The Invention of Melbourne: A Baroque Archbishop and a Gothic Architect

Free exhibition at Old Treasury Building 1 August 2019 – 2 March 2020

The Invention of Melbourne presents a rare opportunity to see some little-known treasures of gold rush Melbourne and to reflect on the careers of two remarkable men – James Alipius Goold, first Catholic bishop of Melbourne, and William Wilkinson Wardell, architect of St Patrick’s Cathedral.

Bishop (later Archibishop) James Goold arrived in Melbourne in 1848. He soon developed an ambitious vision for Catholic Melbourne, which included building a fine cathedral. It would be the largest ecclesiastical building in Melbourne. Less well-known is Goold’s interest in collecting both pictures and books. Some of those works feature in this exhibition.

William Wardell arrived in Melbourne in 1858 and began working on the cathedral soon afterward. His cathedral is considered one of the finest Gothic Revival buildings constructed anywhere in the world. Included in the exhibition are his original plans and sketches, along with fine books and prints from the cathedral library.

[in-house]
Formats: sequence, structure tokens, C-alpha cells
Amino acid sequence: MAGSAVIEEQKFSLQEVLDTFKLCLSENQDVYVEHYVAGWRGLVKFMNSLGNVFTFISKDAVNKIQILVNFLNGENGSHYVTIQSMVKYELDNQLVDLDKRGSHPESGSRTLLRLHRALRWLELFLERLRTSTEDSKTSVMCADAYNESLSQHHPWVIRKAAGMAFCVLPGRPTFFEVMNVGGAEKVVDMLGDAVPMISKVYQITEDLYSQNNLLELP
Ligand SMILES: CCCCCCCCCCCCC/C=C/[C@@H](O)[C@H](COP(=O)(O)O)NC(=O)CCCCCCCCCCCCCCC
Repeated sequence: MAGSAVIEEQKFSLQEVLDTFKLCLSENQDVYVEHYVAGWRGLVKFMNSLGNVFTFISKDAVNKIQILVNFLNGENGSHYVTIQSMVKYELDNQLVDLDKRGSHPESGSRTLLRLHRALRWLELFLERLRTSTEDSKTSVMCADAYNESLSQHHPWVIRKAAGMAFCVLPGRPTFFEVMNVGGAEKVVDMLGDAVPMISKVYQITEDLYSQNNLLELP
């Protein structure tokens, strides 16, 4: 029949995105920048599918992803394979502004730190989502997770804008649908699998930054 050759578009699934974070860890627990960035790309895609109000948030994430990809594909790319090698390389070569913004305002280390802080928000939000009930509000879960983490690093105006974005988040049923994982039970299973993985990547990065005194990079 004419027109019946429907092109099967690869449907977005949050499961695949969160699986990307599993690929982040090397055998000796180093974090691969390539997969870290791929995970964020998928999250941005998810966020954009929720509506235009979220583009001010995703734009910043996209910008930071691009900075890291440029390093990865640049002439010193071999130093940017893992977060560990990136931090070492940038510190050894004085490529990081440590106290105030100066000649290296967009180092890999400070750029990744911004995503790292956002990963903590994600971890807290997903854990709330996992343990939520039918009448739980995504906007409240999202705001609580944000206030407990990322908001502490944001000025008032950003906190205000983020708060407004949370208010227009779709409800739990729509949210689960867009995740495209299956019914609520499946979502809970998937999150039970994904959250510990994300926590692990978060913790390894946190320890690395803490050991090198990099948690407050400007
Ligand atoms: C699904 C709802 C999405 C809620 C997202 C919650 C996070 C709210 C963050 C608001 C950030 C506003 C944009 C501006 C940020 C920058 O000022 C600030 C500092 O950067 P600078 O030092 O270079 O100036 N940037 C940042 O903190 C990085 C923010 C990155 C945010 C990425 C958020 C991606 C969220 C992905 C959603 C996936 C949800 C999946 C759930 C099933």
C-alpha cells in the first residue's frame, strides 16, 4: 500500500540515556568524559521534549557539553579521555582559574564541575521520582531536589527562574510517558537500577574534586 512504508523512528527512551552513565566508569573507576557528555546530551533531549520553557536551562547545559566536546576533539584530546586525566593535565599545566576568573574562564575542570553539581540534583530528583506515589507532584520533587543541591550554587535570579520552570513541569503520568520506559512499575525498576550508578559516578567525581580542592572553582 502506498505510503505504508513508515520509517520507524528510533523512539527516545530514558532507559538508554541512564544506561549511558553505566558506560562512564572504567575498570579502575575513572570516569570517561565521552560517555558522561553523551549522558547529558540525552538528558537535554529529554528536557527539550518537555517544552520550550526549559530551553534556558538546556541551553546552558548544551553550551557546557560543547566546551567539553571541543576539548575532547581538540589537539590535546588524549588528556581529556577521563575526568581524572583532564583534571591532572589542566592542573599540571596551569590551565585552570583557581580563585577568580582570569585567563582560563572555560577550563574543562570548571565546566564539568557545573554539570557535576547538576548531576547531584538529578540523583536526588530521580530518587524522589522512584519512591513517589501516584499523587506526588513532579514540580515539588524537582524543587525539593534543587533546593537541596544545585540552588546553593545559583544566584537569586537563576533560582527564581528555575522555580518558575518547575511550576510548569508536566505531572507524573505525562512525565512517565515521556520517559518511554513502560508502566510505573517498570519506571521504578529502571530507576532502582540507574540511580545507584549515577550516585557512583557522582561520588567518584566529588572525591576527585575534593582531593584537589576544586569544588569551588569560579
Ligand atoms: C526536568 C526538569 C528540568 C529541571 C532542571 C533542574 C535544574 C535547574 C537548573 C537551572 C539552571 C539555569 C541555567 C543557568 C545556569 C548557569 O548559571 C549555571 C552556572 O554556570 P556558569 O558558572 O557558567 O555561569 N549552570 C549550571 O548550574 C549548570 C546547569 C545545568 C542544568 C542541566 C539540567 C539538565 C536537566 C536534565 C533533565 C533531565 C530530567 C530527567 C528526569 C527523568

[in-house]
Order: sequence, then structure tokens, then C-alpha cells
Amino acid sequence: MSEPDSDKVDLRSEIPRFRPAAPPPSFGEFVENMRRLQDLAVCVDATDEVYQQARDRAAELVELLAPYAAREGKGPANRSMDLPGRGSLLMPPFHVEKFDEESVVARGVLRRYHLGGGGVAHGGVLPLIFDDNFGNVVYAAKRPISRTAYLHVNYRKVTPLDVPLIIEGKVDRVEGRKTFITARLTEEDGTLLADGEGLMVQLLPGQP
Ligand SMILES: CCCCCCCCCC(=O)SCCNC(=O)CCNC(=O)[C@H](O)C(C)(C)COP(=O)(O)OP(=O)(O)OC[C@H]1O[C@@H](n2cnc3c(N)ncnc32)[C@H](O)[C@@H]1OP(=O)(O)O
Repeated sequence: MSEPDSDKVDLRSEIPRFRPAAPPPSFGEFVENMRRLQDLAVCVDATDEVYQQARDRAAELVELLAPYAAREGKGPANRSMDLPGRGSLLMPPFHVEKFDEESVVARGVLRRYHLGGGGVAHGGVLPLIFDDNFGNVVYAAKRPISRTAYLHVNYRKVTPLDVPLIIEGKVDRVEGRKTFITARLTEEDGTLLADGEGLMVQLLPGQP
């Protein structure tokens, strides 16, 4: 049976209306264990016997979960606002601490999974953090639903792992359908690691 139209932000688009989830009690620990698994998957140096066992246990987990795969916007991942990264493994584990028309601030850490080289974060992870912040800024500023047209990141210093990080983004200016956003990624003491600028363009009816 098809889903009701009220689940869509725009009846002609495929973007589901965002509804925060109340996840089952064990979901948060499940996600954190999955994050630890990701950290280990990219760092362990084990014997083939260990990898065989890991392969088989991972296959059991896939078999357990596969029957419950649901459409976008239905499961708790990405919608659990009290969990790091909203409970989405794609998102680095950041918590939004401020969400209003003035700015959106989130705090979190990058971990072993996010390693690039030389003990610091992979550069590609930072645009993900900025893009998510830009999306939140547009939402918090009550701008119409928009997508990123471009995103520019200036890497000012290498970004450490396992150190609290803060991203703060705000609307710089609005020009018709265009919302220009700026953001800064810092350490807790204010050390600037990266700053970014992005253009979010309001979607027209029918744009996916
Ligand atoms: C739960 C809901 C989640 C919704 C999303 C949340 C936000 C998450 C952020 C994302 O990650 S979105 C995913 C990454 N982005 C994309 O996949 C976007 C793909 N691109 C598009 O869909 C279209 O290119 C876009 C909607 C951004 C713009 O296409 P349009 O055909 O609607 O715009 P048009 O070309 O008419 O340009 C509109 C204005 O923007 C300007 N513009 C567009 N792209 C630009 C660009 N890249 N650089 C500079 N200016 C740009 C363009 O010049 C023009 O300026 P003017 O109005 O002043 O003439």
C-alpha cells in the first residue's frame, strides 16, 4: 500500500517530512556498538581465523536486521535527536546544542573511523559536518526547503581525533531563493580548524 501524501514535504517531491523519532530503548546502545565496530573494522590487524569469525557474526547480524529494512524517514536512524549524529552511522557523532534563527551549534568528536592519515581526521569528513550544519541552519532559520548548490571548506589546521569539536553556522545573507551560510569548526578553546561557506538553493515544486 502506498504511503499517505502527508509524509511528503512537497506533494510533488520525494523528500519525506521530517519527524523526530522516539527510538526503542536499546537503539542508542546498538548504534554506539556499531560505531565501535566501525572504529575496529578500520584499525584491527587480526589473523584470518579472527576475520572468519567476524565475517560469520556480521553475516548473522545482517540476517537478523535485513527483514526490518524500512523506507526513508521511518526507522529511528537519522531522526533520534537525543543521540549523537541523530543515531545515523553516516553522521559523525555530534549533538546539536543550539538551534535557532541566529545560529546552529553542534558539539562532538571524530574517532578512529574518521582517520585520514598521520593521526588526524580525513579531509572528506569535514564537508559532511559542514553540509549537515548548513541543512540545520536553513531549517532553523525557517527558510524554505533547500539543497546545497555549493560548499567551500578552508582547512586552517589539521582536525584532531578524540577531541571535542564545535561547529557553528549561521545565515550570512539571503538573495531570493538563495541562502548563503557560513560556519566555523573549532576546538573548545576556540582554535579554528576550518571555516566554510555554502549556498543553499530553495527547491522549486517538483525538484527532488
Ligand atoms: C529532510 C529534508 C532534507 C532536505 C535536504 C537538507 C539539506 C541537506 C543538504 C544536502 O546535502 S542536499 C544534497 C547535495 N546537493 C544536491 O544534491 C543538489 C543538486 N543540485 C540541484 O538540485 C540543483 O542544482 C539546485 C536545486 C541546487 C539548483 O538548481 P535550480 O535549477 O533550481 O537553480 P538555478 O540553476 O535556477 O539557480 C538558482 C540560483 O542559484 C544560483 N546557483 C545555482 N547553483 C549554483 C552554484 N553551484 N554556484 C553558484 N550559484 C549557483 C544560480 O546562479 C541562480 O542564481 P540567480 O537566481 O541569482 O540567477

Between them, these two men made a notable contribution to the built environment of the emerging city of Melbourne.

FREE ENTRY | Open Sunday to Friday 10am – 4pm (closed Saturdays)
20 Spring Street Melbourne | otb.org.au | 03 9651 2233

The research for ‘The Invention of Melbourne: A Baroque Archbishop and a Gothic Architect’ was funded by the Australian Government through the Australian Research Council.

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Related articles

New Publication: The Invention of Melbourne →
The Invention of Melbourne defines the relationship between an architect of genius, William Wardell, and the first Catholic Archbishop of Melbourne, James Goold, an Irishman educated in Risorgimento Italy. Read more →

University academic staff receives ARC grant funding →
The Australian Research Council (ARC) has awarded $266,000 for a research project on the first Archbishop of Melbourne: A Baroque Archbishop in Colonial Australia: James Goold (1812–1886). Read more →

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